Strange Behavior

Steven D'Aprano steve at
Mon Oct 16 16:51:15 CEST 2006

On Mon, 16 Oct 2006 07:26:05 -0700, abcd wrote:

> class Foo:
>     def __init__(self, name, data=[]):

The binding of the name "data" to the empty list happens at compile time,
not runtime.

> = name
> = data
>     def addData(self, val):

Every time you call addData on an instance, it appends to the same list.
So all instances created with Foo(name) share the same list in data.

Think of it like this:

some_list = []
x = Foo("fred", some_list)
y = Foo("wilma", some_list)

Isn't it obvious now that both instances share the same list? That
and don't just have the same value, but are the same object? The
same thing happens when you set the default.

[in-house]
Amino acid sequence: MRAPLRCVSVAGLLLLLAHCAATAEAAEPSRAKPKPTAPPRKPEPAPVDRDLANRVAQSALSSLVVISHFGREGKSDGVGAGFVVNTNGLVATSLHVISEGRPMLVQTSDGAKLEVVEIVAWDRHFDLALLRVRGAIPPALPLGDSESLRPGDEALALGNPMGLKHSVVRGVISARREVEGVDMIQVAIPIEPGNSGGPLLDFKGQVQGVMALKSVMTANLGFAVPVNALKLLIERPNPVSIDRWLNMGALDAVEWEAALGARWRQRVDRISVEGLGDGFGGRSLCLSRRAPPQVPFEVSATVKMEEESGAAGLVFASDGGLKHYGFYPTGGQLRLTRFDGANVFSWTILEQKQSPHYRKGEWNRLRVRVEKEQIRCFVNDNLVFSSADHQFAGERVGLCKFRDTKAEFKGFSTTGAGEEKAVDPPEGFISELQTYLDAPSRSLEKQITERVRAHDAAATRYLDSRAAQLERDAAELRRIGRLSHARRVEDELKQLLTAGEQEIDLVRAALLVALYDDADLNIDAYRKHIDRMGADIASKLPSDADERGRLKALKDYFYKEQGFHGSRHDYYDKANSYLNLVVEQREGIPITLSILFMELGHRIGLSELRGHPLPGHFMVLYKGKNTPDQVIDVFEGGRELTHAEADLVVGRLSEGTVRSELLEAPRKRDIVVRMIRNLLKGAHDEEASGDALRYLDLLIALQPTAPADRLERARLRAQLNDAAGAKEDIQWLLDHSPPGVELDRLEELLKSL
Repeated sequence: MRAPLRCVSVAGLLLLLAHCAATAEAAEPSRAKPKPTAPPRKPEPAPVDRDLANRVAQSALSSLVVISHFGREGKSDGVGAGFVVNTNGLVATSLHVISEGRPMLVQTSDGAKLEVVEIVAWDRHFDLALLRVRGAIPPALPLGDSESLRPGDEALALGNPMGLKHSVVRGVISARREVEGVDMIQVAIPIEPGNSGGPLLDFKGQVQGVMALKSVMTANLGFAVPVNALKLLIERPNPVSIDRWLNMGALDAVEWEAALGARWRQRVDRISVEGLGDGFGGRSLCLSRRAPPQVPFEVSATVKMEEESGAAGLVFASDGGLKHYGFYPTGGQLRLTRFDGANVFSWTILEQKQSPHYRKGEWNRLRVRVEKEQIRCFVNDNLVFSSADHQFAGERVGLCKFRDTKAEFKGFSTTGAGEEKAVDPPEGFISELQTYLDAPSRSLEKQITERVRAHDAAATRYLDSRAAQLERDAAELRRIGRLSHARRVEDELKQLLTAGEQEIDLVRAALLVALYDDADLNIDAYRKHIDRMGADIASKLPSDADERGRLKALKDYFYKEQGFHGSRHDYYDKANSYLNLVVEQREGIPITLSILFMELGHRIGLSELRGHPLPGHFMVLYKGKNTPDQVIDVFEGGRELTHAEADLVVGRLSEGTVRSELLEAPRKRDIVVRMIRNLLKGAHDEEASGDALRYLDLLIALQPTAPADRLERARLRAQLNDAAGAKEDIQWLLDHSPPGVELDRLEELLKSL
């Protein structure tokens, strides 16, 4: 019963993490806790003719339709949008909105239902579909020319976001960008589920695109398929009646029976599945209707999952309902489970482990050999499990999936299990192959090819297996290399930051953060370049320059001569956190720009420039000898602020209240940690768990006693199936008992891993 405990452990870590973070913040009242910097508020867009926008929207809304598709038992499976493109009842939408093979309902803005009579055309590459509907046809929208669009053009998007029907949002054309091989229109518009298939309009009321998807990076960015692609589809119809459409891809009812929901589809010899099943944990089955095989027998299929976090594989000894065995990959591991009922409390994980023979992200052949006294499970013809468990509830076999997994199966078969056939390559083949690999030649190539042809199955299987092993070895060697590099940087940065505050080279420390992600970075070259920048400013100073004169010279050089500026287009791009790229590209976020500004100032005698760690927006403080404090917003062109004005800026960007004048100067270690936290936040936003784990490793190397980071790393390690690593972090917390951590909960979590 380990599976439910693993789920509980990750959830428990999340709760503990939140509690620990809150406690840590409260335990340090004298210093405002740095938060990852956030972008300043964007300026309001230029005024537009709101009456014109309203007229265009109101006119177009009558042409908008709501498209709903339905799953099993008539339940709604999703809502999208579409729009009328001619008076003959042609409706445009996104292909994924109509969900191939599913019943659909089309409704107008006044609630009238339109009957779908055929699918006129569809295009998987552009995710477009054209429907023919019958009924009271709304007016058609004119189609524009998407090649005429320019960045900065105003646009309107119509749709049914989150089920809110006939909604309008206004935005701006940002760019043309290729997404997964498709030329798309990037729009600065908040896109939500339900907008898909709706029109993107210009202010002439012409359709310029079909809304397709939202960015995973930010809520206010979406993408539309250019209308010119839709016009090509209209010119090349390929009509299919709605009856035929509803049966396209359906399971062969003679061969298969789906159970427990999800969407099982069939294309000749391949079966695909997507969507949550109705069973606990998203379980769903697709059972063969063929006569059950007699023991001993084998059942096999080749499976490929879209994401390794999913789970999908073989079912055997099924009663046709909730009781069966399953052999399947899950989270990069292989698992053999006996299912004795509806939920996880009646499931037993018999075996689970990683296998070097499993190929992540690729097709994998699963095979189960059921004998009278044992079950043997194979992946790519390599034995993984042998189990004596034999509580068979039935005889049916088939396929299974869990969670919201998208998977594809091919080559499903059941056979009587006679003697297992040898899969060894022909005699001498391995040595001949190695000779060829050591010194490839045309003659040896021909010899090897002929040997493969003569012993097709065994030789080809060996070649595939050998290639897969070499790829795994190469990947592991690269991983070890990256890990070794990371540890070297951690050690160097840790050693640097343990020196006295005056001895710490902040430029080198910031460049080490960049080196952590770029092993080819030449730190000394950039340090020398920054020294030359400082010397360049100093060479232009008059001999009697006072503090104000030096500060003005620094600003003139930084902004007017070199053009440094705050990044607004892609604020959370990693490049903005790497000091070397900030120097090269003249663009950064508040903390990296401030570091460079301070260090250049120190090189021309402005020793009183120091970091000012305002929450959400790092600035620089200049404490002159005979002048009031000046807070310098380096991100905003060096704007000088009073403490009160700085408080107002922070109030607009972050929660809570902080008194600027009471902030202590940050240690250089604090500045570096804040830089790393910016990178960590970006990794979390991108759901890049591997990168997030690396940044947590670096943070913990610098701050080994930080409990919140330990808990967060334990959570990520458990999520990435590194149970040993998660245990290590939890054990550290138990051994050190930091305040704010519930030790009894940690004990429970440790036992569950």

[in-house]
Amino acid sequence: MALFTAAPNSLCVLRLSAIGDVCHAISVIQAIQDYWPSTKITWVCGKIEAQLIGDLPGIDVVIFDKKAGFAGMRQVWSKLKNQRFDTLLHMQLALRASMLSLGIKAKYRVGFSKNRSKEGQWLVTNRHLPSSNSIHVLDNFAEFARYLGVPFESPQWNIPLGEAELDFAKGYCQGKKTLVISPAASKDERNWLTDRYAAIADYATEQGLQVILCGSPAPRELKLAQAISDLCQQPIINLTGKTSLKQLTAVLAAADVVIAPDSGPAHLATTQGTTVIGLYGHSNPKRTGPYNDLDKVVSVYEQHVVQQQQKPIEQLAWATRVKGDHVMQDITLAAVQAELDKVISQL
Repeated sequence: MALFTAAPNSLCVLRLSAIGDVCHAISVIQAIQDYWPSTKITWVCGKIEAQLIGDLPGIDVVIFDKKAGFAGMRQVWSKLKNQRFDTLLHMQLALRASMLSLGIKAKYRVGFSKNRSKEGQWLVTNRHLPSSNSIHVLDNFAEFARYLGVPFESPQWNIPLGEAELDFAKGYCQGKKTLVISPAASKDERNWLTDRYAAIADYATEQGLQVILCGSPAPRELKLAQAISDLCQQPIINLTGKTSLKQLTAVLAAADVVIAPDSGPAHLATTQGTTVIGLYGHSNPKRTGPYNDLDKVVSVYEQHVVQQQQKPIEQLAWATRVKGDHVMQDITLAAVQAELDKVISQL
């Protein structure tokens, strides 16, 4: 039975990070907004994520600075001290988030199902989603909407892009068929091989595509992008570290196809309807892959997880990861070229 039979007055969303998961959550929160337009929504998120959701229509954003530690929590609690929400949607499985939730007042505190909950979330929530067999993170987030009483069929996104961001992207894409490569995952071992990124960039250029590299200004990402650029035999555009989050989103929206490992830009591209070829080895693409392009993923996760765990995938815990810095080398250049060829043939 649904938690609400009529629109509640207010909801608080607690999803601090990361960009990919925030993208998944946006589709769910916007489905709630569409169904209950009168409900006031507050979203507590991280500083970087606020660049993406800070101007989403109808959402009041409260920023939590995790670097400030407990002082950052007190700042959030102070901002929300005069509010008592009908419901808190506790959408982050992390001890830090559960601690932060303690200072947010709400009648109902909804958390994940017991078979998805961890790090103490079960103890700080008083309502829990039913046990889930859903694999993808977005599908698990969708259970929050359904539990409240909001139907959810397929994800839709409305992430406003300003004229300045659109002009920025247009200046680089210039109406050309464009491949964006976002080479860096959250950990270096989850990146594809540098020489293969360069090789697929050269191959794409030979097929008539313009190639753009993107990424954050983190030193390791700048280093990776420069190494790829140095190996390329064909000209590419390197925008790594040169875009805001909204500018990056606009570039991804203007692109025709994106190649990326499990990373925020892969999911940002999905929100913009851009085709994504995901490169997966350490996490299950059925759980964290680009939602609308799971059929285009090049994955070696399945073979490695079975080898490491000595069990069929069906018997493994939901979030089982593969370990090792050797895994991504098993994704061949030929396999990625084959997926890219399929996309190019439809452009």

> f = Foo('a')
> f.addData(1)
> f.addData(2)
> f2 = Foo('b', [])

And in this case, you've passed a DIFFERENT empty list as an argument.

The normal Python way for handling this situation is to not use mutable
objects as defaults unless you want this behaviour. Instead, use None as
the default value:

class Foo:
    def __init__(self, name, data=None): = name
        if data is None: = []
        else: = data

> Any ideas?  is this a bug?

Well, it's a bug in your code :)

It isn't a bug in Python. At worst, it is a "gotcha", but it is a
deliberate design decision, and quite useful. For example, this is good
for caching complicated calculations:

def function(x, _cache={}):
    # _cache is initialised to an empty dictionary at compile time
    if _cache.has_key(x):
        return _cache[x]
        # complicated and time consuming calculation happens
        _cache[x] = result
        return result


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